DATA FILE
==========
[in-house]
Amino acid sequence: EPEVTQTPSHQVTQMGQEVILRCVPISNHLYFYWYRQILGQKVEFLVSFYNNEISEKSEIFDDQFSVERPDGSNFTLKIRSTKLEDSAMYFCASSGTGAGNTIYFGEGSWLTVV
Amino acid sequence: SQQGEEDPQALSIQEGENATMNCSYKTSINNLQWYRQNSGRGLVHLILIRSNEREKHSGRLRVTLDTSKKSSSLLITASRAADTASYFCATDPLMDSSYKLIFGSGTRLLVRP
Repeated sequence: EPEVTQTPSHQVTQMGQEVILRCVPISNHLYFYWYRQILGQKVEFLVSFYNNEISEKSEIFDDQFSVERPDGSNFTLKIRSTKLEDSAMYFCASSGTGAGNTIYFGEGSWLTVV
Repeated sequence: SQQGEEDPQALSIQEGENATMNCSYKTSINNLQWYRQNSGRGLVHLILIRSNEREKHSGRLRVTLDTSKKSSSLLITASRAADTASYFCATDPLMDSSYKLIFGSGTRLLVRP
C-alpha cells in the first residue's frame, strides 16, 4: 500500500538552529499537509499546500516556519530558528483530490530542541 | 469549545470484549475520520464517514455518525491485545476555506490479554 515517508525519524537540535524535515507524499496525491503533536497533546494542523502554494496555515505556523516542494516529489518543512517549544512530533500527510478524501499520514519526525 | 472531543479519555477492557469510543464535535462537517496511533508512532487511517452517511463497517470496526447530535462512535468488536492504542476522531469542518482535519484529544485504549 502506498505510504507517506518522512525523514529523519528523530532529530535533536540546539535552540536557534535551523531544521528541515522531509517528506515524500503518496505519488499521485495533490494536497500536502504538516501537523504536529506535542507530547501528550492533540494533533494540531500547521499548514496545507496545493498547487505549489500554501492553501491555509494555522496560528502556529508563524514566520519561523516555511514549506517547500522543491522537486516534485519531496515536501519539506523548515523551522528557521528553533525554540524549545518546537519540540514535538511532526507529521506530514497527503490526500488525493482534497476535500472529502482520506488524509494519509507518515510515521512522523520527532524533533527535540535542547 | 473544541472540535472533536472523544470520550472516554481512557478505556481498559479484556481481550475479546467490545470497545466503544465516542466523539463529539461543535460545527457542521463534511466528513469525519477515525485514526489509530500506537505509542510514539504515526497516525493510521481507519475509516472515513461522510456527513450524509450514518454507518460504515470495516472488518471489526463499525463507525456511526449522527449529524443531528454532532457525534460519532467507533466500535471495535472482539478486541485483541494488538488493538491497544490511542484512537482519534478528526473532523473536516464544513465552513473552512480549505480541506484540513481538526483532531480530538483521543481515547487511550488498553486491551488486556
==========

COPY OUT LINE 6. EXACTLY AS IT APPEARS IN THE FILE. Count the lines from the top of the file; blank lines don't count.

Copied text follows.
C-alpha cells in the first residue's frame, strides 16, 4: 500500500538552529499537509499546500516556519530558528483530490530542541 | 469549545470484549475520520464517514455518525491485545476555506490479554 515517508525519524537540535524535515507524499496525491503533536497533546494542523502554494496555515505556523516542494516529489518543512517549544512530533500527510478524501499520514519526525 | 472531543479519555477492557469510543464535535462537517496511533508512532487511517452517511463497517470496526447530535462512535468488536492504542476522531469542518482535519484529544485504549 502506498505510504507517506518522512525523514529523519528523530532529530535533536540546539535552540536557534535551523531544521528541515522531509517528506515524500503518496505519488499521485495533490494536497500536502504538516501537523504536529506535542507530547501528550492533540494533533494540531500547521499548514496545507496545493498547487505549489500554501492553501491555509494555522496560528502556529508563524514566520519561523516555511514549506517547500522543491522537486516534485519531496515536501519539506523548515523551522528557521528553533525554540524549545518546537519540540514535538511532526507529521506530514497527503490526500488525493482534497476535500472529502482520506488524509494519509507518515510515521512522523520527532524533533527535540535542547 | 473544541472540535472533536472523544470520550472516554481512557478505556481498559479484556481481550475479546467490545470497545466503544465516542466523539463529539461543535460545527457542521463534511466528513469525519477515525485514526489509530500506537505509542510514539504515526497516525493510521481507519475509516472515513461522510456527513450524509450514518454507518460504515470495516472488518471489526463499525463507525456511526449522527449529524443531528454532532457525534460519532467507533466500535471495535472482539478486541485483541494488538488493538491497544490511542484512537482519534478528526473532523473536516464544513465552513473552512480549505480541506484540513481538526483532531480530538483521543481515547487511550488498553486491551488486556